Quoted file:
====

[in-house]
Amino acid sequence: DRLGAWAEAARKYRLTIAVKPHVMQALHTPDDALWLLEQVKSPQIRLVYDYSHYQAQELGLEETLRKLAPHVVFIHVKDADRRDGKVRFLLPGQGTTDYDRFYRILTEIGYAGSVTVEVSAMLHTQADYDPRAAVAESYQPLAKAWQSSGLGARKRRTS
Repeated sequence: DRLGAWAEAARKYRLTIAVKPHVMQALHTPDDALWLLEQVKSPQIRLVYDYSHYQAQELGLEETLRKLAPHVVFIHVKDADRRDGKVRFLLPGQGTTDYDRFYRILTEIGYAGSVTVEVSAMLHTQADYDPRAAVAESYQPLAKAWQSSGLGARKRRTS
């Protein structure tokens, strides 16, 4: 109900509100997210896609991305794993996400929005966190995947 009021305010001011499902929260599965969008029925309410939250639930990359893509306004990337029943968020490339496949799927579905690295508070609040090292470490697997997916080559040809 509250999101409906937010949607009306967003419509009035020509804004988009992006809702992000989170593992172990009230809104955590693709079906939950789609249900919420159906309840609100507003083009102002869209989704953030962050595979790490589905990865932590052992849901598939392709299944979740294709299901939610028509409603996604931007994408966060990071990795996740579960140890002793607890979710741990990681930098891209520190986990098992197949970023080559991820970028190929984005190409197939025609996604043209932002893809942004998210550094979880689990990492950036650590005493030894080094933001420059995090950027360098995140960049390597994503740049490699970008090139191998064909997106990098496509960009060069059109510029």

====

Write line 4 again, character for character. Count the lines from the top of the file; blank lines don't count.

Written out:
């Protein structure tokens, strides 16, 4: 109900509100997210896609991305794993996400929005966190995947 009021305010001011499902929260599965969008029925309410939250639930990359893509306004990337029943968020490339496949799927579905690295508070609040090292470490697997997916080559040809 509250999101409906937010949607009306967003419509009035020509804004988009992006809702992000989170593992172990009230809104955590693709079906939950789609249900919420159906309840609100507003083009102002869209989704953030962050595979790490589905990865932590052992849901598939392709299944979740294709299901939610028509409603996604931007994408966060990071990795996740579960140890002793607890979710741990990681930098891209520190986990098992197949970023080559991820970028190929984005190409197939025609996604043209932002893809942004998210550094979880689990990492950036650590005493030894080094933001420059995090950027360098995140960049390597994503740049490699970008090139191998064909997106990098496509960009060069059109510029």